The film gives a 'reality format' gimmick a real workout and benefits from a number of unexpected angles. First, it's not the simple "boo, it's real, no it's not - or is it?" phony reality game of The Blair Witch Project, which in Savant's opinion fully exploited and exhausted the potential of "believing" in fake reality video -- anyone still thinking that hand-held cameras capturing events in a home movie fashion create some kind of perceptual reality needs to go soak their head. 1 They Shoot Movies, Don't They? is about people desperately trying to make it in Hollywood, which is basically the culture fairy tale of our age, worshipped by every dreamer on the planet. Tom Paulson gets a taste of an easy tinseltown job and gets the bug to break free and shoot his own 'personal' film called Mirage, which looks to be about a guy desperately trying to make it in Hollywood, the culture fairy tale of the age. Tom makes his movie but comes up short when it's time to sell it - the Phillistine majors tell him its worthless and only offer to take it on if he reliquishes control. That's when docu filmmaker Frank Gallagher begins to record what he can of Tom's miserable odyssey, as the filmmaker tries to scrape up matching funds. He has only a limited time to take advantage of the only offer he can get to finish his film his way, from a friend who believes in him, not his movie.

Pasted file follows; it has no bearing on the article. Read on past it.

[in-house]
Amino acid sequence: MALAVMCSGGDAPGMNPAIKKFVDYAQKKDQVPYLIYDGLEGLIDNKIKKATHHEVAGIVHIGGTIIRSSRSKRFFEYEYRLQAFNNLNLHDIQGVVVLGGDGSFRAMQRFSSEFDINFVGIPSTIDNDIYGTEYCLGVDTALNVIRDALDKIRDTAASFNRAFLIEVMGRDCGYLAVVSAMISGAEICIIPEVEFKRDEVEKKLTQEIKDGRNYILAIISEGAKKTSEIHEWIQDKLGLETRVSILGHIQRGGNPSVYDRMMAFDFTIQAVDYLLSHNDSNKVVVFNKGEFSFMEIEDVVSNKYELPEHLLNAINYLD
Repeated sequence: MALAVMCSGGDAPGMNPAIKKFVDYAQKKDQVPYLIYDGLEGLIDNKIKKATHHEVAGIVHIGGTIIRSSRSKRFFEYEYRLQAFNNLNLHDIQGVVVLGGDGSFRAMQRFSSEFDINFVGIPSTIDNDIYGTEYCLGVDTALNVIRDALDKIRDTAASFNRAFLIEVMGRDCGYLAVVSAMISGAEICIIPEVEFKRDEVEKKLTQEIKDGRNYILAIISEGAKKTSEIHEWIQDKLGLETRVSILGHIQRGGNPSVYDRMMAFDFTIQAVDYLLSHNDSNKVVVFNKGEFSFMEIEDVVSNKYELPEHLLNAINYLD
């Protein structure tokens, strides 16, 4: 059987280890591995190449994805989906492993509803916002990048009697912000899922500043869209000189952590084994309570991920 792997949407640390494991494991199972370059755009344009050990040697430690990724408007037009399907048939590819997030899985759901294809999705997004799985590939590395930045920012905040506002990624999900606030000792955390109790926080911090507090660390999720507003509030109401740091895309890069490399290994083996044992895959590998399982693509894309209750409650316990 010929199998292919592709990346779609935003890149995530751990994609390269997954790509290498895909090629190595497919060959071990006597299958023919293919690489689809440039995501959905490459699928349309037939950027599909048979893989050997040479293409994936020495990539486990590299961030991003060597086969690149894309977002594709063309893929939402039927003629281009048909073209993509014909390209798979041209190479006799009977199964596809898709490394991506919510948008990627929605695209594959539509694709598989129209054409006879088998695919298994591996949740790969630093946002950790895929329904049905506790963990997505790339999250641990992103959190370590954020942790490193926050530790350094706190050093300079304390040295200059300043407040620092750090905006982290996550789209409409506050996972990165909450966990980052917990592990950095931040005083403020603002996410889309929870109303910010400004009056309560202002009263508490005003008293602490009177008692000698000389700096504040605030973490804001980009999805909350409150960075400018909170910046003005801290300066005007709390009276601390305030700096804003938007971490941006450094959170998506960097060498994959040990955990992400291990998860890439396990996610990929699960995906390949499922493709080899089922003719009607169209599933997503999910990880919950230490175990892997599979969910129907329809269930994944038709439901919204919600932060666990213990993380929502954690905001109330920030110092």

As we see Tom pitch pals and relatives for money and the camera directly confronts his girlfriend's growing discontent, They Shoot Movies, Don't They? becomes kind of a reality cinema Citizen Kane, analyzing Tom Paulson's personality. Even though Gallagher's camera follows him from office to office and watches him cringe as his expensive investor screenings go unattended, what we're really seeing is Tom being dissected, illusion by illusion. His pride dwindles with his bank account until the only thing he can bring to meetings is the fantasy of being a "winner," which is of course the theme of the movie he has made. The film is a dog that nobody wants to see because it honestly expresses Tom's dilemma - he just wants to 'make it big' and fails. Tom's editor says that the film doesn't work because Tom hasn't told a story - it has no connectivity and the audience doesn't care about the hero. Disinterested distributors say the same thing, that Mirage lacks the phony wish-fulfillment fantasies that people really want to see.